President Nana Akufo-Addo has acknowledged the current difficulties bedevilling the economy but assured that the government was working to fix the problems.
The COVID-19 pandemic, the ongoing Ukraine-Russia war and other domestic factors have not made things easier for the government as some critics cite bad governance.
In a State of the Nation Address (SoNA) delivered to Parliament on 30 March 2022, President Akufo-Addo said: “I know that there is a general sense of anxiety in our nation at the moment. The Ghanaian people are anxious about the economy, cost of living, income levels, jobs for young people and issues that we all thought that we had achieved national consensus on.”
President Akufo-Addo pointed out that: “The bombs might be dropping on cities half a world away, but they are hitting our pockets here in Ghana. Even so, we have managed to ensure that fuel supplies have not been disrupted, unlike in several other parts of the world”.
After a crunch meeting with Cabinet, Mr Akufo-Addo fashioned out some measures, including salary cuts by ministers and CEOs of state enterprises which were announced by Finance Minister Ken Ofori-Atta.
The government announced a 15 pesewas per litre reduction in fuel prices to address the rising cost of goods and services, which impacts the cost of living.
Additionally, there was 12 expenditure cutting measures to address economic hardships.
“The measures that have been announced by the Minister for Finance are meant to demonstrate that we are aware that we are in difficult times, and we are addressing the situation. The belt-tightening measures being set for members of the Executive have been elaborated within this context,” President Akufo-Addo said in his speech.
He cited unplanned expenditures to the tune of GH¢17.7 billion, representing 4.6% of GDP) to contain the spread of the COVID-19 pandemic since 2020.
“The road to recovery will be hard and long, Mr Speaker, but we have started on a good footing by accepting that we are in a difficult place and are taking the difficult decisions that will get us out,” he assured.
What is the current situation in Ghana?
According to the Ghana Statistical Service (GSS), consumer price inflation hit 15.7 per cent year-on-year in February from 13.9 per cent in January this year.
There is pressure on the government due to rising public debt estimated to be GH¢351.8 billion as of the end of 2021, an increase by GH¢60.2 billion from the same period in 2020, according to the Summary of Economic and Financial data released by the Bank of Ghana in March 2022.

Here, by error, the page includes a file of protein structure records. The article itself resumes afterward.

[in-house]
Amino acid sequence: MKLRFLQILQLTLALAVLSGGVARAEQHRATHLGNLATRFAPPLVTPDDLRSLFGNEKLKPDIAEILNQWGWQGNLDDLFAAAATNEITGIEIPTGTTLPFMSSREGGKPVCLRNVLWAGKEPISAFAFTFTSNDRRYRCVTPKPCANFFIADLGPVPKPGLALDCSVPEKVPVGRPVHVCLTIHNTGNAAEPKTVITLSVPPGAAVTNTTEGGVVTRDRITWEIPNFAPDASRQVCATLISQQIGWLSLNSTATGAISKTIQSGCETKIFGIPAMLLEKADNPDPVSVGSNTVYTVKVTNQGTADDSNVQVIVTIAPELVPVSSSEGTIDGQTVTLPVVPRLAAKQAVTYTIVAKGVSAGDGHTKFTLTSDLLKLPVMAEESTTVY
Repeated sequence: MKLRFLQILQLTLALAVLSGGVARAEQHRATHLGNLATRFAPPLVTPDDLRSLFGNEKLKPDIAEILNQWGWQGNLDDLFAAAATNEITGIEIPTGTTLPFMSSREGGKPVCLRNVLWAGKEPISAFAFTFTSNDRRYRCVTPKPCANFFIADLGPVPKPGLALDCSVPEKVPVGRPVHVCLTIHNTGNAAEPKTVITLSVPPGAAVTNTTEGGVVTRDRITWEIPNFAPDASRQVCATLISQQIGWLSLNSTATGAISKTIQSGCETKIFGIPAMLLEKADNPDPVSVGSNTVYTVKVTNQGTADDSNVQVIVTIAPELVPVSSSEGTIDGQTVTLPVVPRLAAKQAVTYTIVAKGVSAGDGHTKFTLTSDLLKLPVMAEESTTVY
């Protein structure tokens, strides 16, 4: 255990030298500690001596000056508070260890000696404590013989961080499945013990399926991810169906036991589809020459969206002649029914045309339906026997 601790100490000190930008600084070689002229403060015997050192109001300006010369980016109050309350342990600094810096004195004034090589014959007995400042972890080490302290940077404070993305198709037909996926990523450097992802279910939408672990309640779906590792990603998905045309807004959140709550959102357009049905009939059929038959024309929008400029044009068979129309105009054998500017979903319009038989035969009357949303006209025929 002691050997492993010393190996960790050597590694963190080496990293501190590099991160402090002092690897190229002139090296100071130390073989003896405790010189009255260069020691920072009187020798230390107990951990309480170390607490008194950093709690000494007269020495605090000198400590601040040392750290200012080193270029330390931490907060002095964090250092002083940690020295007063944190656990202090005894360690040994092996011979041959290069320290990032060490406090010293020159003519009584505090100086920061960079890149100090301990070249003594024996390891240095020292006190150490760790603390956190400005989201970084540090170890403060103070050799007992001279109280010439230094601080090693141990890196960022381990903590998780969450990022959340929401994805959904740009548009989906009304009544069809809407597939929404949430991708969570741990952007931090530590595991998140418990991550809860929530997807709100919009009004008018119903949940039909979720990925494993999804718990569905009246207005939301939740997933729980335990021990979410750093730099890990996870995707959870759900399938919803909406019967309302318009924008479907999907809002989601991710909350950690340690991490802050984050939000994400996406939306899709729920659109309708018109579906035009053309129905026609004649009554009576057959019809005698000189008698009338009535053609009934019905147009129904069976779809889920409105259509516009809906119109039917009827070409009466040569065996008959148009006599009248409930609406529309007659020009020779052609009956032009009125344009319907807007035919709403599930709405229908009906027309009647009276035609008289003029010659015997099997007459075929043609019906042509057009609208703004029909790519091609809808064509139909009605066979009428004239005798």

Major agencies have downgraded Ghana’s credit ratings, with the Bank of Ghana (BoG) suggesting that there will be no Eurobonds in 2022.
Meanwhile, total revenue mobilised within the period stood at 15.4 per cent of revenue, with tax rating registering a paltry 12.6 per cent of GDP, far below the regional average.
The government is also faced with a free fall of the cedi against other major currencies, and the business sector is expecting measures to address the situation to curtail further increases in the cost of products and services due to huge imports.
According to Finance Minister Ken Ofori-Atta, the cedi has seen a 14% depreciation against the US dollar this year, making it one of the worse performing currencies globally.
In March 2021, the Finance Ministry indicated that the government had spent GH¢19 billion on the COVID-19 fight.
It also clarified that GH¢1.7 billion was spent on the COVID-19 Alleviation Programme (CAP1) and Emergency Preparedness and Response Plan.
Even though crude oil supply bottlenecks have caused a surge in prices on the international market, the depreciation of the Ghana cedi and taxes numerous taxes have pushed fuel prices at the pumps upwards.
There are about 12 taxes and levies on fuel which experts, the Ghana Trade Union Congress (TUC) and the Ghana Private Road Transport Union (GPRTU), have appealed for cancellation.
Transport fares increased by 15%, and barely a month later, fuel prices have shot up as high as GHC11 at some pumps, with fears of rising prices of goods and services as commercial operators clamour for a 20% fare increment.
At the beginning of 2022, petrol and diesel traded at an average GHS6.30 per litre at the pumps.
By March 2022, fuel prices crossed the GHS 8 per litre mark but are now being sold as high as GHS 11 at some pumps in the country, causing a surge beyond 18 per cent in the second pricing window of March.